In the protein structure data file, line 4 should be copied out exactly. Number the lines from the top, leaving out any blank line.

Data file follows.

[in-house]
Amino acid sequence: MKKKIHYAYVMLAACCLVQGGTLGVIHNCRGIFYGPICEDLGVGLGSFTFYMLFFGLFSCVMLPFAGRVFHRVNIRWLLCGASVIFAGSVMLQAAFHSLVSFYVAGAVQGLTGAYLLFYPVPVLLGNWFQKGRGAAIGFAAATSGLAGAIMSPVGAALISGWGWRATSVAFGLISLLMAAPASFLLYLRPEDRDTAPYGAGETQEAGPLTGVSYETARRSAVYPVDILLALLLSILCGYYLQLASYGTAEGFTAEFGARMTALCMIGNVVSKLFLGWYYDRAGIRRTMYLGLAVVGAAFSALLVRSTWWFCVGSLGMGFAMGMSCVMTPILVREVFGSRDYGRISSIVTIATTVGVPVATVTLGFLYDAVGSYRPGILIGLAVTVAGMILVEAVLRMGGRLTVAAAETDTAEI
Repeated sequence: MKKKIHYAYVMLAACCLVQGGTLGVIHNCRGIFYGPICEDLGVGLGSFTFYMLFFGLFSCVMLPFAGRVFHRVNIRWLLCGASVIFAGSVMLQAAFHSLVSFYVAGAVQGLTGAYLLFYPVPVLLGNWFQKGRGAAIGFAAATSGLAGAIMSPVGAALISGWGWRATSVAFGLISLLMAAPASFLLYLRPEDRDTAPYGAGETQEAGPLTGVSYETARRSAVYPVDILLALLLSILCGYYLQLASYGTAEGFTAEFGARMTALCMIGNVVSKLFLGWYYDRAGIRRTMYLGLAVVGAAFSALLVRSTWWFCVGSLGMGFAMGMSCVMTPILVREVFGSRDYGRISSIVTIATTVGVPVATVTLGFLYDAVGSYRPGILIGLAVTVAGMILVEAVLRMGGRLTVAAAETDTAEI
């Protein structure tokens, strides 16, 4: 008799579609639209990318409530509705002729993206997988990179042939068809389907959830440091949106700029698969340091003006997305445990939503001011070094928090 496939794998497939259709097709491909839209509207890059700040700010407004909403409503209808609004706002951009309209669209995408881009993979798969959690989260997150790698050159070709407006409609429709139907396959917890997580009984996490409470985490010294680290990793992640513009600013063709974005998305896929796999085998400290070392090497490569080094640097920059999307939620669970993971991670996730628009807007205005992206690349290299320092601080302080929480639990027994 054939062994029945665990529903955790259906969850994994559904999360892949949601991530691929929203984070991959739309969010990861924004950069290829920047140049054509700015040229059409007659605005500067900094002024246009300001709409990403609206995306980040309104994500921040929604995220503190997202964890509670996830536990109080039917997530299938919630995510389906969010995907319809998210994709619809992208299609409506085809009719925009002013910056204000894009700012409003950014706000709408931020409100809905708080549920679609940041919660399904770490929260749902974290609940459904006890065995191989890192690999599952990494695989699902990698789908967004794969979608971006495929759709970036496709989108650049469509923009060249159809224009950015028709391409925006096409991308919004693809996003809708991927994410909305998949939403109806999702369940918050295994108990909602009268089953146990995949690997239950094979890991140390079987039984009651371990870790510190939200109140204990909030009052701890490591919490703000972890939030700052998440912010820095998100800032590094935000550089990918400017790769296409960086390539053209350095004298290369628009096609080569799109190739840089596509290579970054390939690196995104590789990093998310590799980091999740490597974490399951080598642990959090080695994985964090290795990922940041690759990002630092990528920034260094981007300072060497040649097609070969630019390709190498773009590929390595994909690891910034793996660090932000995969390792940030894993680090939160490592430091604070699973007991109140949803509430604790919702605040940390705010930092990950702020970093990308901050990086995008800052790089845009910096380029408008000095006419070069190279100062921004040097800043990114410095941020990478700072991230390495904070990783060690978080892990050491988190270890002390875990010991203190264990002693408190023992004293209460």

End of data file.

């Protein structure tokens, strides 16, 4: 008799579609639209990318409530509705002729993206997988990179042939068809389907959830440091949106700029698969340091003006997305445990939503001011070094928090 496939794998497939259709097709491909839209509207890059700040700010407004909403409503209808609004706002951009309209669209995408881009993979798969959690989260997150790698050159070709407006409609429709139907396959917890997580009984996490409470985490010294680290990793992640513009600013063709974005998305896929796999085998400290070392090497490569080094640097920059999307939620669970993971991670996730628009807007205005992206690349290299320092601080302080929480639990027994 054939062994029945665990529903955790259906969850994994559904999360892949949601991530691929929203984070991959739309969010990861924004950069290829920047140049054509700015040229059409007659605005500067900094002024246009300001709409990403609206995306980040309104994500921040929604995220503190997202964890509670996830536990109080039917997530299938919630995510389906969010995907319809998210994709619809992208299609409506085809009719925009002013910056204000894009700012409003950014706000709408931020409100809905708080549920679609940041919660399904770490929260749902974290609940459904006890065995191989890192690999599952990494695989699902990698789908967004794969979608971006495929759709970036496709989108650049469509923009060249159809224009950015028709391409925006096409991308919004693809996003809708991927994410909305998949939403109806999702369940918050295994108990909602009268089953146990995949690997239950094979890991140390079987039984009651371990870790510190939200109140204990909030009052701890490591919490703000972890939030700052998440912010820095998100800032590094935000550089990918400017790769296409960086390539053209350095004298290369628009096609080569799109190739840089596509290579970054390939690196995104590789990093998310590799980091999740490597974490399951080598642990959090080695994985964090290795990922940041690759990002630092990528920034260094981007300072060497040649097609070969630019390709190498773009590929390595994909690891910034793996660090932000995969390792940030894993680090939160490592430091604070699973007991109140949803509430604790919702605040940390705010930092990950702020970093990308901050990086995008800052790089845009910096380029408008000095006419070069190279100062921004040097800043990114410095941020990478700072991230390495904070990783060690978080892990050491988190270890002390875990010991203190264990002693408190023992004293209460």